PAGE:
I updated the profile to something like I think every medieval and ancient profile should look like with regard to the name.  Because spelling is so variable, because language is so variable, because names often require an explanation, because names often require sourcing, I think every medieval profile should have a ===Name and Titles === section.  This gives a place for the name to be discussed and sourced without cluttering up the name fields with every obscure variation.  For example, for Theophanu:

Name and Titles

Name: Theophanu, Regent of the Holy Roman Empire

Orthographic variations: Theophania, Theophana or Theophano

Greek: Θεοφανώ,

German: Theophanu, Theofana

Empress Consort of the Holy Roman Empire (on her marriage to Otto II)

Regent of the Holy Roman Empire (during the minority of her son).

She was called the "niece" of John I Tzimiskes in her marriage charter, though there are other interpretations of the word neptis (e.g. granddaughter). She is usually said to have been a member of the Skleros family. Her parentage is not known with certainty.

Yes...  but in spite of everything, shall I tell you that I hate seeing "King of France" on top of the profile of a (Capetian, post-Philippe Auguste) king?

Because it's in English?
More because it's not French. They were not English and never spoke English. Technically, they did not speak the French I speak, it is true.

I don't mind having both French and English, though "Roi de France, King of France"; I would tend to prefer "clutter" to obliteration of the culture of the people being profiled... But, as I've already said, I know I'm in the minority and I can live with it. And I don't mind English in itself, obviously !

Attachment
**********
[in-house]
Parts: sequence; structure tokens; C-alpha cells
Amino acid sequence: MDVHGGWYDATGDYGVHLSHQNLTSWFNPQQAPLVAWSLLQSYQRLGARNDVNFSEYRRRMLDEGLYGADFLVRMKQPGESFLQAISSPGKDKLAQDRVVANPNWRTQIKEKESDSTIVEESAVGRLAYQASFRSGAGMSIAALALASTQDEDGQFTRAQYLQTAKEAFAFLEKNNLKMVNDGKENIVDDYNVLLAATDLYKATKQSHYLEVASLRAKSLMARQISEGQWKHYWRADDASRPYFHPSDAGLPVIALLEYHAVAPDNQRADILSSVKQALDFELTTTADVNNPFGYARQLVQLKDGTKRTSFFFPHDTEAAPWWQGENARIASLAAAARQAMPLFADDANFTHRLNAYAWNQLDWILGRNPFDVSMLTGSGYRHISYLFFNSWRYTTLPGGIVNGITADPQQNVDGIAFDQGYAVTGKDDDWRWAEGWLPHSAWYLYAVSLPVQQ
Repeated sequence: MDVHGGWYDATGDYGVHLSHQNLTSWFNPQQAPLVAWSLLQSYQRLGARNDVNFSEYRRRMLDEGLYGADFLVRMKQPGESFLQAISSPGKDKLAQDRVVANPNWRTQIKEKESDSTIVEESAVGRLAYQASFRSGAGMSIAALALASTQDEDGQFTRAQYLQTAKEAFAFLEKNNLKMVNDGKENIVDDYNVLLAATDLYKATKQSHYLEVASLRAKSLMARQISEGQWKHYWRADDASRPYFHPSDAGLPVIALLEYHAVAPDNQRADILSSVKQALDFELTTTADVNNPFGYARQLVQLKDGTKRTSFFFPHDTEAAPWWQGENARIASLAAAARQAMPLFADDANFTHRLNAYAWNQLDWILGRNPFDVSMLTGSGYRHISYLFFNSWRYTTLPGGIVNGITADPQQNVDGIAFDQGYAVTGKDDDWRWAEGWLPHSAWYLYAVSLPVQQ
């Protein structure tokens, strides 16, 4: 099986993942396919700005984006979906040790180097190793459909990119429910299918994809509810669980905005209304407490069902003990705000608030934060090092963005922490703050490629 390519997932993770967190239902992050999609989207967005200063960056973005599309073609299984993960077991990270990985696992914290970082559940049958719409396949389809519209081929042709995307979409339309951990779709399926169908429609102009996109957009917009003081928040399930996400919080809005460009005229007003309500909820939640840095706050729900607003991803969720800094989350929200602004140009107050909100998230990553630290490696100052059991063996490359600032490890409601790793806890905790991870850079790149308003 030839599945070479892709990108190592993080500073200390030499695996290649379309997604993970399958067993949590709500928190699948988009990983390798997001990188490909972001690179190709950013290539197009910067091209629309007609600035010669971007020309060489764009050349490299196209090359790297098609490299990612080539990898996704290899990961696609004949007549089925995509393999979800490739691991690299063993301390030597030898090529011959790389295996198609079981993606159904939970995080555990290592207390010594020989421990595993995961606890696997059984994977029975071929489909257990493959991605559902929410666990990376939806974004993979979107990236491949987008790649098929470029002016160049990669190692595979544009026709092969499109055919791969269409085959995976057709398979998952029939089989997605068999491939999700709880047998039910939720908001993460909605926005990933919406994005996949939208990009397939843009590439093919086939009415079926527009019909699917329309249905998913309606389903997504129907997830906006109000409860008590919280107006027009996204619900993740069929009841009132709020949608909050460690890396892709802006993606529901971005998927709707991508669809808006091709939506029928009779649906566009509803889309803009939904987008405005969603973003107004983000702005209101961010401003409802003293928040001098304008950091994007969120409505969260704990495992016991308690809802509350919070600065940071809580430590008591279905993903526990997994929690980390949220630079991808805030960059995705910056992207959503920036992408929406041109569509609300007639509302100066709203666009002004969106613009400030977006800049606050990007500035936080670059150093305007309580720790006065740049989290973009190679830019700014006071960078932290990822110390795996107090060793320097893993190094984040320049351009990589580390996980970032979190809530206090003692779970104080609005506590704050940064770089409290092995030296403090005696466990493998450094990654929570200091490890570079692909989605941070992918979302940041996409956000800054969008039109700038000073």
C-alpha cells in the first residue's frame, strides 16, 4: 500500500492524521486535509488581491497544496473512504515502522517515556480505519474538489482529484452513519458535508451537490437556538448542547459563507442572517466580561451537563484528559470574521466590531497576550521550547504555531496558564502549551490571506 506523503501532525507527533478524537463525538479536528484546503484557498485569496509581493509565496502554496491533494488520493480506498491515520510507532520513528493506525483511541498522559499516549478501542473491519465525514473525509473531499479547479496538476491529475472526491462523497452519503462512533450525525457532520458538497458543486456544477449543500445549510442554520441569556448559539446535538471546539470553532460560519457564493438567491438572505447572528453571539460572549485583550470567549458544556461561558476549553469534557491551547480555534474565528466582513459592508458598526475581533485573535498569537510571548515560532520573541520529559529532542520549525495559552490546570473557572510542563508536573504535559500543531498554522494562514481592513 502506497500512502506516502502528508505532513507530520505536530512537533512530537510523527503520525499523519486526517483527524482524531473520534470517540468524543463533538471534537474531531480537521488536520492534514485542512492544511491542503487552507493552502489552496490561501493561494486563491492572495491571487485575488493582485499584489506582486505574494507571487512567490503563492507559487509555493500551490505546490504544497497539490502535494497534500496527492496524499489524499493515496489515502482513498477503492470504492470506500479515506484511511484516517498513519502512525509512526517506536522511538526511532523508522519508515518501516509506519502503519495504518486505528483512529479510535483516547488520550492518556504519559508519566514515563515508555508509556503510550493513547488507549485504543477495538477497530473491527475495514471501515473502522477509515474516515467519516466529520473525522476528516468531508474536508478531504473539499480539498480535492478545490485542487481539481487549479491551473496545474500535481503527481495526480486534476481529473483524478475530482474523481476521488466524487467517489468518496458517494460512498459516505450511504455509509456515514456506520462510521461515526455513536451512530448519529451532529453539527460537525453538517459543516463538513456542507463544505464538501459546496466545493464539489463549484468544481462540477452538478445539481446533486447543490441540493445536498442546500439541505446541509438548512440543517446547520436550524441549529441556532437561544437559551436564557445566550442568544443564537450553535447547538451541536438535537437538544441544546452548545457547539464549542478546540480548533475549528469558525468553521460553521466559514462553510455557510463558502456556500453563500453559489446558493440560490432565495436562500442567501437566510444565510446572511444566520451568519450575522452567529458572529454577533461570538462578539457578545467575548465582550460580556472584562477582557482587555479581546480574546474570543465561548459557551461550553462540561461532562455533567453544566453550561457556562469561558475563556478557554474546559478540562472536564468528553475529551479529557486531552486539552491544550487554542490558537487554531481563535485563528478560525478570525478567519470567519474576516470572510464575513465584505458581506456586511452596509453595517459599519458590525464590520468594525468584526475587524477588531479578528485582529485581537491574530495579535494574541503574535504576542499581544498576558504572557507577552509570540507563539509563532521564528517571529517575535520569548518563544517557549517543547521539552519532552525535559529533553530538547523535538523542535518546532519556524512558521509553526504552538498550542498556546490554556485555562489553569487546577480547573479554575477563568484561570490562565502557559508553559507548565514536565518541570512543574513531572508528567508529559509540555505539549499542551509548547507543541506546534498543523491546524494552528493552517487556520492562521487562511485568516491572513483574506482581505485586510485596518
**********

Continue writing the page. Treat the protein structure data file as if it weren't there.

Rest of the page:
Isabelle, the failure to search for Θεοφανώ in WikiTree is a failure of the search engine. Ostensibly we use Google Search, but while a Google search outside WikiTree finds Θεοφανώ Σκλήραινα in transliteration (albeit only on the second or third page), a WikiTree Google search finds nothing. I can only surmise that Google rents out the Fiat 500 version of its search engine to other websites and reserves the Lexus version for itself (or for better paying customers).

As for the cultural aspect discussed here, we have a Global Community Outreach Project that, among other things,

... will discuss strategies for reaching out to genealogists around the world, and ways for volunteers outside the United States to become more active in our global community.

The English über Alles  attitude sometimes found here doesn't strike me as very conducive to this goal. 

As to her paternity: I do not see a reason to remove Konstantinos Skleros as father, that's what we have the "uncertain" designation for, given that a considerable number of historians subscribe to his likely paternity.

It depends on where you search on WikiTree - searching just for the first name Θεοφανώ in the usual basic search found at the top of most WikiTree pages, it doesn't find anything, but if you go to the Search page (File > Search) and scroll down to option 4. Search for any text and enter Θεοφανώ then Google has no problems in finding the profile.